In accordance with Minnesota Statutes 629.41, judges and magistrates have been given the authority to issue processes for the detention of an accused. Orders for arrests can be segregated into two categories, bench warrants and active warrants. The former has time and place restrictions placed on it and it is issued without a petition.
Bench warrants: These orders for arrests are generally brought into use when the terms of probation or bail are violated by an offender or when a litigant or the defendant fails to obey a court directive, thus standing in contempt of court. While this may be considered to be a minor offense by some, the fact that a history of non-obedience of court orders is established is enough to compel the magistrate to issue a detention order.
Active warrants: In contrast, when it comes to active warrants issued in case of more serious crimes, the pre-warrant hearing has to be preceded by the submission of an affidavit in court. What makes an outstanding warrant from Minnesota particularly potent is the fact that it can be served at any time after its release and in any place.
There are other legal processes available to the judiciary which also play an integral role in the investigative process and in taking the case through its proper course. Among them are search warrants which are issued to grant peace officers access to a privately owned property. These directives are used to search a property and confiscate any items that can be used in the case.
An arrest order issued in a criminal matter has to mandatorily be based on a complaint. This affidavit can come from the state prosecution, the office of the sheriff or any other law enforcement agency that is investigating the case or even the victim. In case of the latter, the complaint needs to get a nod from the police before it can be presented in court.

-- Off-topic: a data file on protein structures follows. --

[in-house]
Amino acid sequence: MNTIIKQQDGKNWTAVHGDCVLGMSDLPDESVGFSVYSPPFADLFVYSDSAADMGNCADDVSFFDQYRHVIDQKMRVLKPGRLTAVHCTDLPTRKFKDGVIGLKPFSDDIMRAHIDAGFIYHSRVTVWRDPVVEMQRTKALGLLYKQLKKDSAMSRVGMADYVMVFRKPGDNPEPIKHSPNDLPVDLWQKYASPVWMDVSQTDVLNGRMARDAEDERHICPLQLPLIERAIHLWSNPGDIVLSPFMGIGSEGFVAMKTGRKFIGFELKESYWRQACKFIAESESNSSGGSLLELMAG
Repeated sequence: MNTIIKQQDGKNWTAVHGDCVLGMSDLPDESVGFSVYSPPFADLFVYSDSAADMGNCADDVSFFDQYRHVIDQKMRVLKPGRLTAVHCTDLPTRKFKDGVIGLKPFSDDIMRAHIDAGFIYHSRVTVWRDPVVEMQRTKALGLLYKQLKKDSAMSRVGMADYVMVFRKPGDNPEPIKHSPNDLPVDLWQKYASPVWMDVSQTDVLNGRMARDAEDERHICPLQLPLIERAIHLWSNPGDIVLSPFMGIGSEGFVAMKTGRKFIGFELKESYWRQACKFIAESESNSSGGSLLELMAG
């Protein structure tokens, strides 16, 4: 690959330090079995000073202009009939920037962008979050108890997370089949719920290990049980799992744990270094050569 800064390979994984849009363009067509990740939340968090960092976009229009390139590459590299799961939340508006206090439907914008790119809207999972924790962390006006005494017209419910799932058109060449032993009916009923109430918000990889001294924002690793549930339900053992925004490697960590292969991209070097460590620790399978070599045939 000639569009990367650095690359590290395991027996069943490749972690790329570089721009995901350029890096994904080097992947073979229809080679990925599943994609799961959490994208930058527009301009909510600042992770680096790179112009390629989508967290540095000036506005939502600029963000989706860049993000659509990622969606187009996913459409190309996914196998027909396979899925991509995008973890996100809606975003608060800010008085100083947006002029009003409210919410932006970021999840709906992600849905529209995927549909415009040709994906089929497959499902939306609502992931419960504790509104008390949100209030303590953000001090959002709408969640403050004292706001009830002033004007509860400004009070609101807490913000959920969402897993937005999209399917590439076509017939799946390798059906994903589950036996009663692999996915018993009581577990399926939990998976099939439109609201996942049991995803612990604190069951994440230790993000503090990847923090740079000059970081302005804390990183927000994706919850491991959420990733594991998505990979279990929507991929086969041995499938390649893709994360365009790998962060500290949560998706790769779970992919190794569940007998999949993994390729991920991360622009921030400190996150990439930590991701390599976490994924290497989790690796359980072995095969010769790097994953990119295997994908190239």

This written examination has to contain all facts that point to the criminal nature of the incident and to the involvement of the alleged offender in this act. The submission of a petition alone does not guarantee the issue of an active warrant. Only after the sitting magistrate can be convinced that there is reasonable cause to suspect the person, in whose name the warrant is sought, will a warrant be granted.
Pursuant to the Minnesota laws, arrest warrants issued in felonies do not go out of effect. However, after a certain period of time, if they remain un-executed they are deemed pending and are thence called outstanding warrants. A close scrutiny of the authority bestowed by these orders on law enforcement officials reveals that an outstanding warrant can be more potent than an active order since information pertaining to it is relayed to peace officers from all 50 states.
These orders can be executed across territorial limits and any officer of the law can serve them. Also, outstanding warrants remain in effect for as long as it takes to apprehend the accused.
Limited crime history information is accessible to all and sundry in the state Minnesota. This means that you could simply get in touch with the state police when you need to conduct a background check. However, since only conviction data is included in the public records category, you will not be able to initiate warrant search through this office. The same also holds true for the local sheriff's office and the department of the clerk of court which manages the repository of court dockets.
In terms of outstanding warrants, the only information relayed is through the list of the county's most wanted. If you are looking for subject specific details, you will have to get in touch with a private agency that offers court records and criminal data.
For a more comprehensive report on crime history and even to get a personal background report, you will have to touch base with the Minnesota Department of Public Safety. The online database maintained by the Minnesota Justice Information Service is available at https://cch.state.mn.us/.
This tool is free to use and you can also access the information found in this database through the public service terminals available at local justice centers. However, if you need a report in writing, you will have to shell out $8 for it. You can mail in your request to the Minnesota Bureau of Criminal ApprehensionCriminal Justice Information Systems, CHA, 1430 Maryland Avenue E, St. Paul, MN 55106.